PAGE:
The claim that young men, ages 18-24, are grossly immature, unsophisticated, scientifically-impaired, and lacking good judgement is as offensive as it is concerning. Frankly, I don’t know how mature, sophisticated or anthropologically-oriented any 18year old recruit would be, man or woman, especially when it comes to sending them overseas and in harm’s way. If it’s true that young men are neurologically hindered and organically prone to violent crime, substance abuse, and suicide, then why isn’t more being done to address this tragedy? The media today is flooded with advocacy groups who promote the outreach and assistance of oppressed minorities of all kinds (women, gays, ethnic groups, etc.), yet America’s truly troubled people, if the author’s conclusions are true, remain neglected, abandoned, and now unfit for duty. Unfortunately, a dramatic decrease in young men’s enrollment in the Army would subsequently cast these violent, abusive, and troubled people back into a society where their stereotypes and psychological shortcomings are likely to be perpetuated.

Brooks puts a disproportionate amount of blame on Army recruiters, rather than the fact that young women and older men are simply less interested in serving on the front lines of battle as she may think. I’m sure that official statistics show that women and older men are less likely to regard the Army as a fitting career and thus voluntarily visit recruiters less. Given the tactical strengths and weaknesses of the demographics that visit them, Army recruiters simply make the best of the recruits that offer themselves to them. Blame should therefore not rest on a presumptively resistant and ignorant recruiting policy, but rather on critics who fail to realize that young men continue to be essential parts of our Army’s strategic calculation.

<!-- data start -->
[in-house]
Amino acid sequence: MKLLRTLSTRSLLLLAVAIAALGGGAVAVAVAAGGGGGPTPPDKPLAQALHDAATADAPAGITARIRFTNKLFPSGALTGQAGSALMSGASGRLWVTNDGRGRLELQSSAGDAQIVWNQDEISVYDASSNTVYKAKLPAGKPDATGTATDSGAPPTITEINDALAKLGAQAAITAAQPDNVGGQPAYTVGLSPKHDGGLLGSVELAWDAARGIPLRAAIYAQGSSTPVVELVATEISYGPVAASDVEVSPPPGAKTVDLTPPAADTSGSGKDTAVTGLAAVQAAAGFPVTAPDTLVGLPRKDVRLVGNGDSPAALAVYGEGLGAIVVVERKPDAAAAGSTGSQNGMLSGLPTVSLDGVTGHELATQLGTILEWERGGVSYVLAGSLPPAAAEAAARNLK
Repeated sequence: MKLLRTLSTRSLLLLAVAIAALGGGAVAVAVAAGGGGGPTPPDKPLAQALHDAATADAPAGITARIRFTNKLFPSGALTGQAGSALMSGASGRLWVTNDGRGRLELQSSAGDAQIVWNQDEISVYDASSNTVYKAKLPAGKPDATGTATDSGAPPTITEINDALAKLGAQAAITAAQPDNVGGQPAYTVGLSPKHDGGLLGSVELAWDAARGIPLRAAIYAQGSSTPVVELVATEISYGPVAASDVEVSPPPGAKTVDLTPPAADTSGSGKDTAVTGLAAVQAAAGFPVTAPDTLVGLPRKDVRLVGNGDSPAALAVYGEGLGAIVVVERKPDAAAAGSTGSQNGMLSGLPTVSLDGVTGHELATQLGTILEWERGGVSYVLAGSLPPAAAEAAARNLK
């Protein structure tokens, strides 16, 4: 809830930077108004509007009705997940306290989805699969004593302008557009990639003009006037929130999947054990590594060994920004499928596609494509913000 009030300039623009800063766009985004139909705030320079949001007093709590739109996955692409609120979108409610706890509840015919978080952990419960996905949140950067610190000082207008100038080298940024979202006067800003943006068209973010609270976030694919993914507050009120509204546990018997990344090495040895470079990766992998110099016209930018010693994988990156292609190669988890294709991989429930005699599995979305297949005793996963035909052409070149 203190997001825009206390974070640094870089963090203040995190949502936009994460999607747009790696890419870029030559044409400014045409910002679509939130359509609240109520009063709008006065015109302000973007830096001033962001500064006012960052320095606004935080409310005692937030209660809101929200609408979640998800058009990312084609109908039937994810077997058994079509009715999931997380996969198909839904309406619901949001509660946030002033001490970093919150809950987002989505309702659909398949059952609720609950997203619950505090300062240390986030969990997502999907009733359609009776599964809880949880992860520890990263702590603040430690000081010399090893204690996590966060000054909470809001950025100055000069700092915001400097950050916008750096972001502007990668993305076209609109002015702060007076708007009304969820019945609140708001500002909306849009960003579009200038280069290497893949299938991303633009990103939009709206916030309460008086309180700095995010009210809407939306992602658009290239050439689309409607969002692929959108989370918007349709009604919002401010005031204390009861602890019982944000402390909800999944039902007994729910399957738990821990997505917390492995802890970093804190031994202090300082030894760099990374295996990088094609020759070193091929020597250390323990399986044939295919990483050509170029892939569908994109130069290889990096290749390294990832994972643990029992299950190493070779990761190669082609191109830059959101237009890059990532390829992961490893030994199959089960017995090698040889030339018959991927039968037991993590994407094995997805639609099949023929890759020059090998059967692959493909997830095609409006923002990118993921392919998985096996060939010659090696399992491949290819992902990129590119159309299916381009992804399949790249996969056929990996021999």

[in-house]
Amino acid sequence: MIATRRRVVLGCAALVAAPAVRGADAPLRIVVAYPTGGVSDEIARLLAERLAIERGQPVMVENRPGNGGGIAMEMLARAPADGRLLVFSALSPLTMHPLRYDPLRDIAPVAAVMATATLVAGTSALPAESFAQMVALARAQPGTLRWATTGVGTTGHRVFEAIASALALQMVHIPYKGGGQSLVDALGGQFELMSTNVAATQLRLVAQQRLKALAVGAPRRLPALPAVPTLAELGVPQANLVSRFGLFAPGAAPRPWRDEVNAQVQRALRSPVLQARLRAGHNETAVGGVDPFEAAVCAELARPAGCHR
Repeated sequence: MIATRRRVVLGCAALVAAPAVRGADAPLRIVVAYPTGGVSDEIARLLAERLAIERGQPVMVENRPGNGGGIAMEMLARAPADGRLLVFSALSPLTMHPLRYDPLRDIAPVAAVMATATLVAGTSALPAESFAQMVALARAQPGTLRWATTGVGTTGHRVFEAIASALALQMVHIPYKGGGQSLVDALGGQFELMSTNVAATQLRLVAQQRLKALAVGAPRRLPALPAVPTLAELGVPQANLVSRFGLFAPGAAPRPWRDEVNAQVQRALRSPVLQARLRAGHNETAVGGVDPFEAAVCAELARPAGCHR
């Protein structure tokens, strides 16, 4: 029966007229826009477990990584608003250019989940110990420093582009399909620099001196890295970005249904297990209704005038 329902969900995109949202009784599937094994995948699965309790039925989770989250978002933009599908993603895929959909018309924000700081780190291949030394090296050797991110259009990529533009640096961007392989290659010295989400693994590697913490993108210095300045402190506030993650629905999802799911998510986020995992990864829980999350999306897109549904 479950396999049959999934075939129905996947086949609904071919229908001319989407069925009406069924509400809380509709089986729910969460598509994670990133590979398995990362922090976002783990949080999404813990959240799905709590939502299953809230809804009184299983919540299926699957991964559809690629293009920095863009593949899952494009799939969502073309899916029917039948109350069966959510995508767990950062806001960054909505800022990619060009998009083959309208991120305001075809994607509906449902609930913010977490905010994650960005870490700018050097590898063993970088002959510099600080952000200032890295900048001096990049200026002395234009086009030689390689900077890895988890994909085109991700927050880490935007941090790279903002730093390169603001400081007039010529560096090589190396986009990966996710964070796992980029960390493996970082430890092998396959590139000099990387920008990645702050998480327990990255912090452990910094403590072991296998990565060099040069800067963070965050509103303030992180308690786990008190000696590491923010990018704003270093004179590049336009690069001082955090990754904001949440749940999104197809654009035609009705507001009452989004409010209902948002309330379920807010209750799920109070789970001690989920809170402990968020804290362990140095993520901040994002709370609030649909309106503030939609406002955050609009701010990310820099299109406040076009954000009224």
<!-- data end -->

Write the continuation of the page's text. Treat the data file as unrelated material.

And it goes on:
(source: http://www.foreignpolicy.com/articles/2012/09/27/no_army_for_young_men?page=0,2)